Sets of Points in One, Two, and Three Dimensions

# Sets of Points in One, Two, and Three Dimensions

Before we look at limits of functions containing more than one variable, we will first look at some important definitions regarding sets of points. $\mathbb{R}^n$.

 Definition: Let $P(x_1, x_2, ..., x_n), Q(y_1, y_2, ..., y_n) \in \mathbb{R}^n$. Then for $r > 0$ the $r$-Neighbourhood of $P$ denoted $B_r(P) = \{ Q \in \mathbb{R}^n : d(P, Q) < r \}$ is the set of all points $Q \in \mathbb{R}^n$ such that the distance between $P$ and $Q$, $d(P, Q)$, is less than $r$.

For example, in $\mathbb{R}$, if $c \in \mathbb{R}$ then $B_r(c) = \{ x \in \mathbb{R} : \mid x - c \mid < r \}$ since $\mid x - c \mid$ represents the distance between $x$ and $c$. In fact, $B_r(c)$ can be rewritten as the open interval centered at $c$ and with radius $r$ denoted $(c - r, c + r)$.

In $\mathbb{R}^2$, if $P(x_1,y_1) \in \mathbb{R}^2$ and $r > 0$ then $B_r(P) = \left \{ Q(x_2, y_2) \in \mathbb{R}^2 : \sqrt{(x_2 - x_1)^2 + (y_2 - y_1)^2} < r \right \}$. Alternatively we can view this set as the set of $Q(x_2, y_2) \in \mathbb{R}^2$ such that $(x_2 - x_1)^2 + (y_2 - y_1)^2 < r^2$ and it should become apparent that $B_r(P)$ represents an open disk centered at $P$ and with radius $r$.

Furthermore, in $\mathbb{R}^3$, if $P(x_1, y_1, z_1) \in \mathbb{R}^3$ and $r > 0$ then $B_r(P) = \left \{ Q(x_2, y_2, z_2) \in \mathbb{R}^3 : \sqrt{(x_2 - x_1)^2 + (y_2 - y_1)^2 + (z_2 - z_1)^2} < r \right \}$, and we can view this set as the of $Q(x_2, y_2, z_2) \in \mathbb{R}^3$ such that $(x_2 - x_1)^2 + (y_2 - y_1)^2 + (z_2 - z_1)^2 < r^2$, and once again it becomes apparent that $B_r(P)$ represents an open ball centered at $P$ and with radius $r$.

Of course, we could extend the definition of $r$-neighbourhoods to apply to $\mathbb{R}^n$ in a similar fashion.

 Definition: Let $S$ be a set containing points in $\mathbb{R}^n$. Then the set $S$ is said to be Open in $\mathbb{R}^n$ if $\forall P \in S$ $\exists r > 0$ such that $B_r(P) \subseteq S$, that is for all points $P$ in $S$ there exists an $r$-neighbourhood of $P$ that is contained in $S$.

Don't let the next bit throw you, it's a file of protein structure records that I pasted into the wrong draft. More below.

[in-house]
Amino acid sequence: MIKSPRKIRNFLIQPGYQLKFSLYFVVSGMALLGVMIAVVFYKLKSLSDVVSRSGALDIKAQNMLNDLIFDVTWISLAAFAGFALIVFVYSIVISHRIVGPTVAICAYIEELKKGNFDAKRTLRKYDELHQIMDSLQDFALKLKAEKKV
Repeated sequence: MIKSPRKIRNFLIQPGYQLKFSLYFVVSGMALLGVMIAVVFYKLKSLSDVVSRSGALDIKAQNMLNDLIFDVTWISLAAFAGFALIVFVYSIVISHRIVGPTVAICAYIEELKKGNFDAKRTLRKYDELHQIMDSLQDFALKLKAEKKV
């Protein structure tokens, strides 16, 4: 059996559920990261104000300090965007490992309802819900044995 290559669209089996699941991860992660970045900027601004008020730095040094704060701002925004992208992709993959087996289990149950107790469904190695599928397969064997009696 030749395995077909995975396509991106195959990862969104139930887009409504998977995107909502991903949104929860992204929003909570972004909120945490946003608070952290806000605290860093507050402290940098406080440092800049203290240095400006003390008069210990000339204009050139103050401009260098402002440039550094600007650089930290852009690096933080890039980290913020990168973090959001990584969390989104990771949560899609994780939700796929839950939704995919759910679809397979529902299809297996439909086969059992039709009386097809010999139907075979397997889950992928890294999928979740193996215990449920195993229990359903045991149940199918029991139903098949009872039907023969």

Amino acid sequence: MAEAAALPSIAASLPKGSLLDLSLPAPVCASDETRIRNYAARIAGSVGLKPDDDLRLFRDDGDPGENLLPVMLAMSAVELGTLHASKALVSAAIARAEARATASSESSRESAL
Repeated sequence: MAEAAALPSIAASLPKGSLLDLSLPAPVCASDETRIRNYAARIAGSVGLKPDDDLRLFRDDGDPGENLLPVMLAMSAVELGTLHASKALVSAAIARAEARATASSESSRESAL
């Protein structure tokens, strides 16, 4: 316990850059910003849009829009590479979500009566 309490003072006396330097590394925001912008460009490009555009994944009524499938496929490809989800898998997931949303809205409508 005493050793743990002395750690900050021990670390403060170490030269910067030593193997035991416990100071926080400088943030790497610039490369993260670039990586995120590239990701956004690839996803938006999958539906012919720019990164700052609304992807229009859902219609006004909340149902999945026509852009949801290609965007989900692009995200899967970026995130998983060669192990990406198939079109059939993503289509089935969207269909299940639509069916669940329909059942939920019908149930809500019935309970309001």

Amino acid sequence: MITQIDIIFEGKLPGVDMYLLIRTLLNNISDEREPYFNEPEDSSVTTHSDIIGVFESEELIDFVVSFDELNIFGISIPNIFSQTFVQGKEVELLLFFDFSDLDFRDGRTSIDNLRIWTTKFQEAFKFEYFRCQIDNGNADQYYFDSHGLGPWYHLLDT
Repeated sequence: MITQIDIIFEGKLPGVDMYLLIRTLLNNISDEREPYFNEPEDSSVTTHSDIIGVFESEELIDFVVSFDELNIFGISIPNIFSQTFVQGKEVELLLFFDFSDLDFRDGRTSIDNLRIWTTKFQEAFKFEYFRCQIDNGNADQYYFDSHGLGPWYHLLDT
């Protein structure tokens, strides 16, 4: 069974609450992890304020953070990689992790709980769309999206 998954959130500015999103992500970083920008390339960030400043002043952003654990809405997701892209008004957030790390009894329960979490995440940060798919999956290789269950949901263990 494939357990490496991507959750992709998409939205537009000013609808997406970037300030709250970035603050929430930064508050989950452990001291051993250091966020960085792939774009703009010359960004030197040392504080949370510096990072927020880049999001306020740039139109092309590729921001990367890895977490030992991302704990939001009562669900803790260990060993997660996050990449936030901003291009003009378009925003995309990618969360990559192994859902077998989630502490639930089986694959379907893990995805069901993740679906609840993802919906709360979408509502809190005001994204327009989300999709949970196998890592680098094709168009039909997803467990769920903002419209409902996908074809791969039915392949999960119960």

For example, the set $S = \{ x \in \mathbb{R} : x > 1 \}$ is open as we can rewrite this set as the open interval $(1, \infty)$. To show this using the definition from above, if $y \in S$ then let $r_y= y - \frac{1 + y}{2} > 0 \}$ and so $B_{r_y}(y) = \{ x \in \mathbb{R} : \mid x - y \mid < r_y$ and so $B_{r_y} (y)$ is the set of $x \in \mathbb{R}$ such that:

(1)
\begin{align} y - r_y < x < y + r_y \\ y -\left (y - \frac{1+y}{2}\right ) < x < y + r_y \\ \frac{1+y}{2} < x < r + r_y \end{align}

Since for all $y \in S$, $y > 1$ and so $\frac{1 + y}{2} > 1$. Therefore $\forall y \in S$ $\exists r > 0$ such that $B_{r_y} (y) \subseteq S$, and so $S$ is open.

 Definition: If $S$ is a set in $\mathbb{R}^n$ then the Complement of $S$ denoted $S^c = \{ P \in \mathbb{R}^n : P \not \in S \}$, that is $S^c$ is the set of all points in $\mathbb{R}^n$ that are not contained in $S$.

One way to think of the complement of a set is like that of a cookie cutter. If a cookie cutter is pressed into cookie dough and the cut piece is removed, then the remaining dough is the "complement" to the cookie. Of course this is a rather silly analogy, however it certain helps in memorizing the definition.

 Definition: A point $P$ is a Boundary Point of the set $S$ if $\forall r > 0$, if $\exists Q \in S$ and $R \in S^c$ such that $Q, R \in B_r(P)$, that is every $r$-neighbourhood of $P$ contains points from both $S$ and $S^c$. The set of all boundary points of $S$ is denoted $\mathrm{bdry} (S)$. If $P \in S \setminus \mathrm{bdry} (S)$ then $P$ is said to be an Interior Point of $S$, and if $P \in S^c \setminus \mathrm{bdry} (S)$ then $P$ is said to be an Exterior Point of $S$. The set of all interior points of $S$ is denoted $\mathrm{int} (S)$ and the set of all exterior points of $S$ is denoted $\mathrm{ext} (S)$.

We note that if $P \in \mathbb{R}^n$ and if $S$ is a set in $\mathbb{R}^n$ then $P$ is either a boundary point, an interior point, or an exterior point.

Now that we have all of these definitions on the back burner, we will now look at the concept of sets of points describing surfaces.